The Hi Power has seen a renaissance in the past couple of years with new models such as Springfield Armory’s SA-35, the FN America High Power and the EAA MC P35 entering the market and selling briskly.
Guns may have all kinds of meanings to different people, but in the cold light of commerce, they are products. In addition, if sales are not sufficient, they are discontinued. Invariably, a small minority of potential buyers misses their last chance to get theirs and ends up unhappy. I hope that’s the case here, because the classic Browning pistol is again available in an upgraded version. The Hi Power was dropped by Browning and its parent company, Fabrique Nationale (FN) a few years ago, and there was consequently much keening and wailing. However, in an improved version, the legendary service pistol is once again at your neighborhood gun store.
I don’t believe that any handgun was issued and used in more places than the P35—the name officially assigned to the pistol by its maker. I counted no less than 76 countries in which the police or military were armed with the gun. There was substantial enthusiasm for the arm right from the time of its introduction. In the 20th century, munitions from FN enjoyed an excellent reputation, as it still does to this day, and it is therefore not surprising that the French went to the Belgian manufacturer for a new service pistol. This occurred in the 1920s, right after the chaos of World War I. At least part of the popularity of the P35 stems from its association with John M. Browning, the renowned American arms designer.
It is a bit enigmatic to refer to the P35 as Browning’s last design. FN began work on the project in the mid-1920s and several prototypes were made. The finished product was not introduced until 1935 (at which time the French rejected the design). Browning passed away in November of 1926, so his contribution to this milestone pistol is somewhat unknown. A Belgian designer named Dieudonné Saive is identified as the final designer on the P35 project. He also did a lot of post-World War II design work, including the FAL rifle. While we don’t know exactly who is responsible for every little feature, it is certain that both designers had impressive credentials.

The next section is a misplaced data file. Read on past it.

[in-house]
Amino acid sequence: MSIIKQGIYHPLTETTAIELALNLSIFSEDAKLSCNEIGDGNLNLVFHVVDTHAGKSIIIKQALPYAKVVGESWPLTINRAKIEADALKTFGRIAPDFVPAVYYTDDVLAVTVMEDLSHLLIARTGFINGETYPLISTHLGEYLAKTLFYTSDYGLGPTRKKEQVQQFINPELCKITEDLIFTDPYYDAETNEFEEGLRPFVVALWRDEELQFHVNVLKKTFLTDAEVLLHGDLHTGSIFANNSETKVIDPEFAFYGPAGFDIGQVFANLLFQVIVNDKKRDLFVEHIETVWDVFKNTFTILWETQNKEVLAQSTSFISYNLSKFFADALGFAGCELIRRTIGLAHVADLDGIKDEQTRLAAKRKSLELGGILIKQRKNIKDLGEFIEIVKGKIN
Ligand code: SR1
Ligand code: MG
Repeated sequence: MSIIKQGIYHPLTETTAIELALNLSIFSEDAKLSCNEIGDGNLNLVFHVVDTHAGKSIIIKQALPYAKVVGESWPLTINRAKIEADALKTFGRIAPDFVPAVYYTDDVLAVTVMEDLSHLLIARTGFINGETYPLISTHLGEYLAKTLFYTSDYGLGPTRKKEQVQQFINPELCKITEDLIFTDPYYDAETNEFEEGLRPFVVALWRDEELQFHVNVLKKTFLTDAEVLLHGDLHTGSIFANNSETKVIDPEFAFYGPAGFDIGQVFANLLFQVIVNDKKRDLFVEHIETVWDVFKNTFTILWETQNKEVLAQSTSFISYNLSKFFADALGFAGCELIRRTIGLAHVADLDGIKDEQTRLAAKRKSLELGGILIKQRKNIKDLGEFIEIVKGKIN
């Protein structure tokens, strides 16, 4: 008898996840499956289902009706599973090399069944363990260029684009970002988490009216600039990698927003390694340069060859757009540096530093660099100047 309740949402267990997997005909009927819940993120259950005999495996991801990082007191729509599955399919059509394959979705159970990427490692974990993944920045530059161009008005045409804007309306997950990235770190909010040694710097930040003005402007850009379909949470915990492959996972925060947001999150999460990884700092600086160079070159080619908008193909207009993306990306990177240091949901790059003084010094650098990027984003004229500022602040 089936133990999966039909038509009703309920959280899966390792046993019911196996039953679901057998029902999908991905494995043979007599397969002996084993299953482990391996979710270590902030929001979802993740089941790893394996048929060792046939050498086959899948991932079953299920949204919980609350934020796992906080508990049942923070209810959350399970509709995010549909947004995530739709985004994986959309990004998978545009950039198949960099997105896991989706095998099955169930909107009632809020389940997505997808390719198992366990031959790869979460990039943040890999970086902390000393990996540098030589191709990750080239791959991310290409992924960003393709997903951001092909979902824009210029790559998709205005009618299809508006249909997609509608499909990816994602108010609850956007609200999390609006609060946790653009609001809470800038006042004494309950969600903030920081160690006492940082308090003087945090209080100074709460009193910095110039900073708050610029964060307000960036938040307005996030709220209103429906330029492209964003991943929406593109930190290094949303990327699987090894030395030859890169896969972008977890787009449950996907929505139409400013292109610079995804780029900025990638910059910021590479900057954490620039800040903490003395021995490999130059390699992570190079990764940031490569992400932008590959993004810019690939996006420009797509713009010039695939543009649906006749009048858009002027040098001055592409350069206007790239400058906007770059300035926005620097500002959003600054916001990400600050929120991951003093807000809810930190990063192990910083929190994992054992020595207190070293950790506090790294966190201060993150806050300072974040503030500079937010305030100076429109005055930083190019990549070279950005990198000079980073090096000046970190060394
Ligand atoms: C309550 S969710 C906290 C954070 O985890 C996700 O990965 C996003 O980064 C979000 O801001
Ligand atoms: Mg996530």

Their 9 mm pistol may have been the first to be designed exclusively for the 9 mm Parabellum cartridge. The earlier P08 Luger and C96 Mauser were both originally designed for other cartridges. Browning had already contributed the recoil-operated M1911 .45 ACP to the world’s armories. A similar system of locking the breech at the instant of firing was used on this new pistol. When the gun was introduced, it was an important pistol for a number of reasons. The most significant feature was a magazine that held 13 rounds of 9 mm ammunition. Those cartridges were in two columns and fed smoothly from the magazine and up under the extractor of the pistol. If the shooter carried his pistol with a round in the chamber, there would be 14 rounds ready to go. This constituted the introduction of the greater-capacity magazine in a semi-automatic.
This fact is the single most important feature of the P35 pistol. Today, any new police or military service pistol has magazine capacity well into double digits. They have as many as 19 or 20 rounds, although they average 15. In Europe, it is often held that a larger-capacity magazine in the gun reduces the need to issue a second magazine. American close-combat tacticians believe that plenty of rounds on tap are best for multiple-target scenarios. If capacity is that significant in the original P35, the new version from FN jumps way ahead. That gun offers a redesigned magazine that takes 17 rounds.
Over the many years the P35 was made, there were quite a few var-iations. I once did a story on a match-target version, wherein I had four identical guns—they all shot very
well. I have also had a model with an aluminum frame. An Argentinian factory (they were made all over the world) built contract FM Detective models with shortened Commander-length slides, as well as well as .22 LR conversion units. In regular production, the P35 was made in 9 mm, .40 S&W and .30 Luger. Early P35s were sometimes fitted with a wooden stock/holster. Many specimens had the tangent rear sight. There are enough variations to keep a collector busy.
We may be seeing the cresting of the massive wave of interest in low-cost polymer construction in semi-automatic pistols. It is a good thing to know that an updated version of the P35 is available. It is also good to know that it isn’t just FN at work—European American Armory (EAA) and Springfield Armory are both marketing 9 mm pistols that are actually closer the original Hi Power than FN’s new High Power.
In 9 mm, there is nothing better for fightin’ iron.